“The coffin” is a phrase many of the characters in the novel use to describe slavery (particularly as it exists in the Deep South), and is thus a way in which the novel characterizes slavery as a kind of living death. When characters are sent, kept, or returned to “the coffin,” their fates are mourned in a manner similar to if they had actually died. Indeed, many of the characters in the novel suggest that being enslaved (especially in the Deep South, where slavery is more brutal) is actually a fate worse than death. The coffin is also a significant metaphor because of how it evokes confinement. As the novel shows, to be enslaved is to be totally imprisoned, with one’s actions and movements so severely restricted that it is as if one were living inside a coffin.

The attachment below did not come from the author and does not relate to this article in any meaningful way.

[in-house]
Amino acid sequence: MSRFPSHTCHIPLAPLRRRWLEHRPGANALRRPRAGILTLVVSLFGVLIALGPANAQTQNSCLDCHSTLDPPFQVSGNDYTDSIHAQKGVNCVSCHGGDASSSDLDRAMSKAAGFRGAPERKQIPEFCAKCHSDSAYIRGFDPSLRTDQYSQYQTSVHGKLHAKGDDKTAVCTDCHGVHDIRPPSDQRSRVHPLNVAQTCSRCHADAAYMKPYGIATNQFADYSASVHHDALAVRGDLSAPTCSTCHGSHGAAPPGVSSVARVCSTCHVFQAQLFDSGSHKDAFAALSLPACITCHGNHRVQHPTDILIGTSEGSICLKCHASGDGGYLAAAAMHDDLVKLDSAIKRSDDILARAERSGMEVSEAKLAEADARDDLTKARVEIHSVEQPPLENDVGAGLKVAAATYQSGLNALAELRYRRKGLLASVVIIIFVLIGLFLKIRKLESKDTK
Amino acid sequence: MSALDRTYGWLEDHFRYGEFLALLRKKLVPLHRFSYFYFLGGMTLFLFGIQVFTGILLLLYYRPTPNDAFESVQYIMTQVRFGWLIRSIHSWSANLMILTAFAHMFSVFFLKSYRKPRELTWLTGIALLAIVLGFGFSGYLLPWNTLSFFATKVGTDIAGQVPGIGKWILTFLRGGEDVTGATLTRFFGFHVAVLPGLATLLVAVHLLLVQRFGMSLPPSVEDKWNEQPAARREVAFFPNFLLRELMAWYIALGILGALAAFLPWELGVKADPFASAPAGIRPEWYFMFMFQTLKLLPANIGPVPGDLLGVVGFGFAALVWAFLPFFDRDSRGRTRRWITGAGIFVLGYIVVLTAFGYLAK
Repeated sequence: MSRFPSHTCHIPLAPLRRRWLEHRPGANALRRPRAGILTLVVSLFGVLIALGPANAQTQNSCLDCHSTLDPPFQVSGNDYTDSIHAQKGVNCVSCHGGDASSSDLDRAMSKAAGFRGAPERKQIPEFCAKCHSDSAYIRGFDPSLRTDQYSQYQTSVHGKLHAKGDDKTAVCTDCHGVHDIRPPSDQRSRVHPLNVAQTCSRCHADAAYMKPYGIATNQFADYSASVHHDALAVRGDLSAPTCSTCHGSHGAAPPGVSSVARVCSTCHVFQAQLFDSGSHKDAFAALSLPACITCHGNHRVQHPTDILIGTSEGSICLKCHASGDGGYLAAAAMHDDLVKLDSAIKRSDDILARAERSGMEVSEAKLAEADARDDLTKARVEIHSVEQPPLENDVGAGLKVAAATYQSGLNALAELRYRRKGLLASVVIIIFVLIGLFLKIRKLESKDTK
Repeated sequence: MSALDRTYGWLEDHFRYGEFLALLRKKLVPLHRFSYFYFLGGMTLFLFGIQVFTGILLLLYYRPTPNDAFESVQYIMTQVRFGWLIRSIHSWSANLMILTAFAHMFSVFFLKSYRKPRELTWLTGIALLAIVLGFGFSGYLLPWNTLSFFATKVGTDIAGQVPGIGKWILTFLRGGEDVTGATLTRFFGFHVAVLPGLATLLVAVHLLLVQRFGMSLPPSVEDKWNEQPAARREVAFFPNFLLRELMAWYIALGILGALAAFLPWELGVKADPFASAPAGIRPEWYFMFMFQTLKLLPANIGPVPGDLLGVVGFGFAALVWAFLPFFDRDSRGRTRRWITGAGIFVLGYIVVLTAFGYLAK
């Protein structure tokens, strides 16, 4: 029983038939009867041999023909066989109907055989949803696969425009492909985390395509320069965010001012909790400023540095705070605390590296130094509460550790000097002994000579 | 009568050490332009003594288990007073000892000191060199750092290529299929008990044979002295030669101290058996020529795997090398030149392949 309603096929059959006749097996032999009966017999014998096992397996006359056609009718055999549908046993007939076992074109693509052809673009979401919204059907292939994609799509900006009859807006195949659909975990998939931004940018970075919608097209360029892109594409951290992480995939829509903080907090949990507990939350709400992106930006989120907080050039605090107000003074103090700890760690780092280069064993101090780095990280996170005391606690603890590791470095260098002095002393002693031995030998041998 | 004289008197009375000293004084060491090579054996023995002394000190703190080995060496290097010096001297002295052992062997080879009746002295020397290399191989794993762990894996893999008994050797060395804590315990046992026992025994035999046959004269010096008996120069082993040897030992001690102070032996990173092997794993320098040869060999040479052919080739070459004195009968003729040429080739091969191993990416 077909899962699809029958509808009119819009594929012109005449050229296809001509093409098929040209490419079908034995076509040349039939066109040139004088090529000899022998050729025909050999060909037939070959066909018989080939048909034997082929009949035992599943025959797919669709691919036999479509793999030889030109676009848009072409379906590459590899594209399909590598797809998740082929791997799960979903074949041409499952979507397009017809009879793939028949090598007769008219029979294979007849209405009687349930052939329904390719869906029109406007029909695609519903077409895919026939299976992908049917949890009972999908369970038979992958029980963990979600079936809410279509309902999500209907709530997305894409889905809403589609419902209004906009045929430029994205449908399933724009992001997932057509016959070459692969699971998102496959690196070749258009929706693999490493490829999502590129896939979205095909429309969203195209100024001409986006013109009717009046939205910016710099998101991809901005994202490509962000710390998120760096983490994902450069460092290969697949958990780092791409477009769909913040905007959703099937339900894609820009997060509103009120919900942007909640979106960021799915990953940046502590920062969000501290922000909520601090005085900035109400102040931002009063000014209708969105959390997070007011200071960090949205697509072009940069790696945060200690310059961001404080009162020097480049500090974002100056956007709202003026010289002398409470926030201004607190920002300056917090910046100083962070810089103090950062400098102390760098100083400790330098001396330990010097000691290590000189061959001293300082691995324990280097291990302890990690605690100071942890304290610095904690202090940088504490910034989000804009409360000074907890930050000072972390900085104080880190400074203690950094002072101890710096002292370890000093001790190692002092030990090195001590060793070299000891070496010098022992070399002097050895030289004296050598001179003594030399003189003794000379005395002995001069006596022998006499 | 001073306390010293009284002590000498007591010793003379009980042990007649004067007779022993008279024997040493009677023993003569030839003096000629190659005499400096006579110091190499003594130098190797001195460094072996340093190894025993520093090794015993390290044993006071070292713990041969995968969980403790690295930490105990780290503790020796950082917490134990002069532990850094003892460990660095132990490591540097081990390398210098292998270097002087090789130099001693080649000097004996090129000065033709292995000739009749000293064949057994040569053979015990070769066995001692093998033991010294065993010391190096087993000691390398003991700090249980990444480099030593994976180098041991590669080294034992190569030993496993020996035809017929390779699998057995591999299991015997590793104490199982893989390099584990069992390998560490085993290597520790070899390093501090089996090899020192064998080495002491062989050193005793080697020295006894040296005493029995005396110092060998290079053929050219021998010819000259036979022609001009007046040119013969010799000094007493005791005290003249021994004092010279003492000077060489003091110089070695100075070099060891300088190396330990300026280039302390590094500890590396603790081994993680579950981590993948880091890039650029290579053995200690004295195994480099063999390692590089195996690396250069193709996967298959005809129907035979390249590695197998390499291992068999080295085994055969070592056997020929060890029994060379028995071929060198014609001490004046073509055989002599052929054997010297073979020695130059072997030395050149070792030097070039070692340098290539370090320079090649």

The Coffin Quotes in The Water Dancer
It occurred to me then that even my own intelligence was unexceptional, for you could not set eyes anywhere on Lockless and not see the genius in its makers—genius in the hands that carved out the columns of the portico, genius in the songs that evoked, even in the whites, the deepest of joys and sorrows, genius in the men who made the fiddle strings whine and trill at their dances, genius in the bouquet of flavors served up from the kitchen, genius in all our lost, genius in Big John. Genius in my mother.
I imagined that my own quality might someday be recognized and then, perhaps, I, one who understood the workings of the house, the workings of the field, and the span of the larger world, might be deemed the true heir, the rightful heir, of Lockless. With this broad knowledge I would make the fields bloom again, and in that way save us all from the auctions and separation, from a descent into the darkness of Natchez, which was the coffin, which was all that awaited, I knew, under the rule of Maynard.